Last week, NASA and several federal agencies, together with multiple international organisation, projected an exercise that might in the future save millions of lives. They simulated what would happen if an asteroid was discovered on a collision course with Earth. It didn’t end well.
The exercise, part of the Planetary Defense Conference, allows researchers to work out scientific, technological, and political challenges that will have to be overcome in order to successfully protect our planet from an asteroid blow.
The simulation, which condenses eight fictional years into five days, travelled like this: Thanks to ground-based watchings, it’s discovered the fictional asteroid 2019 PDC has a 1 in 100 chance of making Earth. On Day 2 it’s calculated that risk is now 1 in 10 and will probably reached Denver, Colorado on April 29, 2027. The plan the stages of both the reconnaissance and deflecting operations step up a gear. By Day 3, set in belatedly December 2021, the first reconnaissance spacecraft has reached the asteroid. On the deflection duty, various spacecraft are due to slam into the asteroid in August 2024, to push it off orbit.
Day 4 started a few periods after the deflection- and delivered some good information and some very bad news. The main form of the asteroid was successfully deflected but a small fragment 50 -8 0 meters( 165 -2 60 feet) in sizing was still on a collision course with Earth- New York City to be precise. On top of that, the debris released by the impact destroyed the reconnaissance spacecraft making it much harder to know what was happening.
“We need to challenge ourselves and ask the tough questions. You don’t learn anything if you don’t study the worst possible case each day, ” explained Paul Chodas, director of the Center for Near Earth Object Study at NASA’s JPL, and author of this year’s scenario, in a statement.
Having run out of options, the team re-proposed the nuclear option that was discussed on Day 2 but was shelved due to widespread debate and gamble. They looked at sending a 300-kiloton nuclear machine to explode less than 145 meters( 476 feet) from the asteroid scrap, which would either deflect it or scrap it, figurings showed.
But even with confidence in the numbers- the same strategy managed to save Tokyo in last year’s simulation- the field missions is not able to to come into force due to political disagreements, and the asteroid could not be stopped. All there was left to do was prepare New York City for impact.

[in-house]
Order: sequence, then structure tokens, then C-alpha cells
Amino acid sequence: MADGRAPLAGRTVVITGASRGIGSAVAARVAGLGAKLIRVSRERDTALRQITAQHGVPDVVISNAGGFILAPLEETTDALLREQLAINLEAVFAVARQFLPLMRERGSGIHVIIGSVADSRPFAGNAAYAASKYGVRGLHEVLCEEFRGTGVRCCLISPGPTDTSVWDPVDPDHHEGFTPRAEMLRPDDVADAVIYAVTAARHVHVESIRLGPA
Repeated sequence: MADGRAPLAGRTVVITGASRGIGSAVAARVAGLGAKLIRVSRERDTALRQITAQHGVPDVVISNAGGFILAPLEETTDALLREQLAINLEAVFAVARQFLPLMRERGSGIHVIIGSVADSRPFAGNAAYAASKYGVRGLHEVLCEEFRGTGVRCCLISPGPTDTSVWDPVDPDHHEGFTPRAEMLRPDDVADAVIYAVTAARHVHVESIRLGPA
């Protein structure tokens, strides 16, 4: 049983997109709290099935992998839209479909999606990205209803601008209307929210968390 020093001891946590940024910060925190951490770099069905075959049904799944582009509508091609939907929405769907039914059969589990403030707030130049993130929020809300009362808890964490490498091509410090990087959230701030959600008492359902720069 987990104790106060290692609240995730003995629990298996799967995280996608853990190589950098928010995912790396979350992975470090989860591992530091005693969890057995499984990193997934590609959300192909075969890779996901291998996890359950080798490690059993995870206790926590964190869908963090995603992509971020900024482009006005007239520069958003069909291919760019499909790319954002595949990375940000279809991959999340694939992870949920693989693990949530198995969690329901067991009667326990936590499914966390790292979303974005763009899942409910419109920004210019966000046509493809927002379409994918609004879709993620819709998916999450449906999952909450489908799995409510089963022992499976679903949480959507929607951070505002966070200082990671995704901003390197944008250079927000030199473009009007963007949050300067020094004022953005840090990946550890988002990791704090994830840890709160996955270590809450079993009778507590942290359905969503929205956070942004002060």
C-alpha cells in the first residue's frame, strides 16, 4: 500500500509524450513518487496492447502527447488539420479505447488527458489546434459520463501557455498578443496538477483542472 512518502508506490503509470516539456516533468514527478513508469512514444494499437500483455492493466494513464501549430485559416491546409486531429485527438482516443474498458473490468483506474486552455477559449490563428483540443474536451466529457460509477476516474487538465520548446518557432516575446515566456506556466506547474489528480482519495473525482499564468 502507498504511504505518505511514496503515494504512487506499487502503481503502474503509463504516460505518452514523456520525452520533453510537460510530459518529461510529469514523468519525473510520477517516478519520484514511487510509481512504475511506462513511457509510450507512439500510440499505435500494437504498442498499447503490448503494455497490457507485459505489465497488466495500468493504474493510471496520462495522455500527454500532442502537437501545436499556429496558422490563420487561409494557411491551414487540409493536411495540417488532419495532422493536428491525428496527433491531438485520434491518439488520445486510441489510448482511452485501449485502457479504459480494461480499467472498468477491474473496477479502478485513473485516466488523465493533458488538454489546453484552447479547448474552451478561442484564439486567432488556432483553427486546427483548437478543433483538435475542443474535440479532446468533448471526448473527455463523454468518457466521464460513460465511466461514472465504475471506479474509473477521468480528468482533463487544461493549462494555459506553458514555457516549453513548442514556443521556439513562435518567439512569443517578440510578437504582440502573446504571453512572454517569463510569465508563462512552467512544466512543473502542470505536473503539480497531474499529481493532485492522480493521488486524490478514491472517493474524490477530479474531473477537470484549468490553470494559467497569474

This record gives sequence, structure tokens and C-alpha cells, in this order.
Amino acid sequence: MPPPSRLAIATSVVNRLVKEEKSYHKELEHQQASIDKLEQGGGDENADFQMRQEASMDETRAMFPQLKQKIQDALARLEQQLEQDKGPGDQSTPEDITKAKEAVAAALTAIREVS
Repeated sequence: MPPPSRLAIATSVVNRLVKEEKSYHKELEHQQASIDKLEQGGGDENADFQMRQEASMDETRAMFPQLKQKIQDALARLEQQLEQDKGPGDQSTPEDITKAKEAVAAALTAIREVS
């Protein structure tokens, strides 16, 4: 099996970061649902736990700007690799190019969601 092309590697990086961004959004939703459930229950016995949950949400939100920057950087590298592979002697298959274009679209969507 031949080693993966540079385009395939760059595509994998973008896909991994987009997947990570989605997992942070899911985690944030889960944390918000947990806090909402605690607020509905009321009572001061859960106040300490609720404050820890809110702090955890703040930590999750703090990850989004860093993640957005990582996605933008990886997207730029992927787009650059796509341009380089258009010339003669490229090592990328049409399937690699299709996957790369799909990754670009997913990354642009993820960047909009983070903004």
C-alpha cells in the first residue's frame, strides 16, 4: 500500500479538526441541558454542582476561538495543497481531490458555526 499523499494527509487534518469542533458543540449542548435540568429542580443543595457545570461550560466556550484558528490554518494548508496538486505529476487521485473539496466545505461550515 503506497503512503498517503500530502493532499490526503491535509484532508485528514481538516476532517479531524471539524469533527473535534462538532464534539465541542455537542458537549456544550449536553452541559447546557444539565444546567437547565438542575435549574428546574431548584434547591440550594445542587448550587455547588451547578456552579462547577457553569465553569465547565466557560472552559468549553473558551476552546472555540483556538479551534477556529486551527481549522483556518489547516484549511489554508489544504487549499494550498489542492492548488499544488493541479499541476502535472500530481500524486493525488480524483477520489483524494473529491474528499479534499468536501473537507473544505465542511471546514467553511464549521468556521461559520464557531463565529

Day 5 began only 10 days before impact. The asteroid would participate the atmosphere at 19 kilometers per second( 43,000 mph) and liberation the equivalent of 5-20 megatons of energy in the airburst. It would explode about 15 kilometers( 9 miles) above Central Park, destroying the city, and creating a 15 -kilometer( 9-mile) “unsurvivable” radius.
In this scenario, it’s the Federal Emergency Management Agency’s( FEMA) position to evacuate and rehome 10 million people, their pets and belongings, protect nuclear and chemical facilities in the area, and move works of art. The ambiance of those discussions altered from the technical and scientific, to the sociological, legal, and political, and all the questions that come with that. How are people going to behave? Who’s paying for it all? What about policy( the deflection effected it to smack New York , not Denver, after all )?
“This exercise is valuable in that it continues the drive currently in progress to identify key questions and issues for this low probability but high-pitched upshot scenario, ” said FEMA’s Leviticus Lewis.
We managed to save Tokyo in last year’s exercise, but other fictional victims of asteroids include the French Riviera, Dhaka, and Los Angeles. However, the likelihood of an asteroid impacting Earth remains highly unlikely and the exercises are devised to be the worst case within the realm of possibilities. But like good scouts, it’s good to be prepared. The next exercise will take place in Vienna in 2021. Hopefully, the next target municipality might escape this grim fate.